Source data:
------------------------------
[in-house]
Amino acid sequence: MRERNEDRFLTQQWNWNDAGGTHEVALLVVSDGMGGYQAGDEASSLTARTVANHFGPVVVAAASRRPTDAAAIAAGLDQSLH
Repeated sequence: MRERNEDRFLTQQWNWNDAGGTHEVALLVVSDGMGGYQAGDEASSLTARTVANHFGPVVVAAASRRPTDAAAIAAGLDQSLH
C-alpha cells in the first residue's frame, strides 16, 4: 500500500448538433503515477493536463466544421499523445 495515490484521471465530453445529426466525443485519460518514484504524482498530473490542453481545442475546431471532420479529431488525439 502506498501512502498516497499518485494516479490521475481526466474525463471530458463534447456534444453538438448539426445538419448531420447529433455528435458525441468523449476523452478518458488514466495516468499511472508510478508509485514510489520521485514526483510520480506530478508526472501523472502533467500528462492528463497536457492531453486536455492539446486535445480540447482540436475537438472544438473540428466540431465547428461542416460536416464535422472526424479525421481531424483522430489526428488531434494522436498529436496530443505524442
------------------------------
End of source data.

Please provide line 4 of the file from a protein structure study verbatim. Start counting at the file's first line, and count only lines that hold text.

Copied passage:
C-alpha cells in the first residue's frame, strides 16, 4: 500500500448538433503515477493536463466544421499523445 495515490484521471465530453445529426466525443485519460518514484504524482498530473490542453481545442475546431471532420479529431488525439 502506498501512502498516497499518485494516479490521475481526466474525463471530458463534447456534444453538438448539426445538419448531420447529433455528435458525441468523449476523452478518458488514466495516468499511472508510478508509485514510489520521485514526483510520480506530478508526472501523472502533467500528462492528463497536457492531453486536455492539446486535445480540447482540436475537438472544438473540428466540431465547428461542416460536416464535422472526424479525421481531424483522430489526428488531434494522436498529436496530443505524442